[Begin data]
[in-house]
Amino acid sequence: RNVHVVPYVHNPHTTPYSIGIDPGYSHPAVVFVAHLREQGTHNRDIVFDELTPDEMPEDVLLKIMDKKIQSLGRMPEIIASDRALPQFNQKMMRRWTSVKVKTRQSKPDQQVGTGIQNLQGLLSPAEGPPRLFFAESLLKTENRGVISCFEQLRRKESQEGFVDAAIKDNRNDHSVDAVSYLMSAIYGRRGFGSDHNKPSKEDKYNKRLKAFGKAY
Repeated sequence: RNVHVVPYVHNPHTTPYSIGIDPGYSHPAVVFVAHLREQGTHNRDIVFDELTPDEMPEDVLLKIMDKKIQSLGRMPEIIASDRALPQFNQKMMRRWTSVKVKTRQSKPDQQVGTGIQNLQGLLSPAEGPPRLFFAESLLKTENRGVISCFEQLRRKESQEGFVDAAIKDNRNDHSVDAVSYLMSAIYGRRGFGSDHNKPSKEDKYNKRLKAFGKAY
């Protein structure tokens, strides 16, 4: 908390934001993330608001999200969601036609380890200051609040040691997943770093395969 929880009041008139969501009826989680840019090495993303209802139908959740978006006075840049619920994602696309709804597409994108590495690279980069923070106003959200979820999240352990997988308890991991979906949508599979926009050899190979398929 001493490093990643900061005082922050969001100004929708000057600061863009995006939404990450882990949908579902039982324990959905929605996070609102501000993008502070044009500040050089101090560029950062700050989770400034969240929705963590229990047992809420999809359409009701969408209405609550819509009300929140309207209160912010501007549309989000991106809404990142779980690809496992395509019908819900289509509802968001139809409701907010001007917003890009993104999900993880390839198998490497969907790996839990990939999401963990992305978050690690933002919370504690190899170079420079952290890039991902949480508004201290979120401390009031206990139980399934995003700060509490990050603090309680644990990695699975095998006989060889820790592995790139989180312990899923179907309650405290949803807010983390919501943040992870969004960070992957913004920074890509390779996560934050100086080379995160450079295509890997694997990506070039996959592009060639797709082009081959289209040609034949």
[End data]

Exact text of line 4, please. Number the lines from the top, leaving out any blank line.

């Protein structure tokens, strides 16, 4: 908390934001993330608001999200969601036609380890200051609040040691997943770093395969 929880009041008139969501009826989680840019090495993303209802139908959740978006006075840049619920994602696309709804597409994108590495690279980069923070106003959200979820999240352990997988308890991991979906949508599979926009050899190979398929 001493490093990643900061005082922050969001100004929708000057600061863009995006939404990450882990949908579902039982324990959905929605996070609102501000993008502070044009500040050089101090560029950062700050989770400034969240929705963590229990047992809420999809359409009701969408209405609550819509009300929140309207209160912010501007549309989000991106809404990142779980690809496992395509019908819900289509509802968001139809409701907010001007917003890009993104999900993880390839198998490497969907790996839990990939999401963990992305978050690690933002919370504690190899170079420079952290890039991902949480508004201290979120401390009031206990139980399934995003700060509490990050603090309680644990990695699975095998006989060889820790592995790139989180312990899923179907309650405290949803807010983390919501943040992870969004960070992957913004920074890509390779996560934050100086080379995160450079295509890997694997990506070039996959592009060639797709082009081959289209040609034949």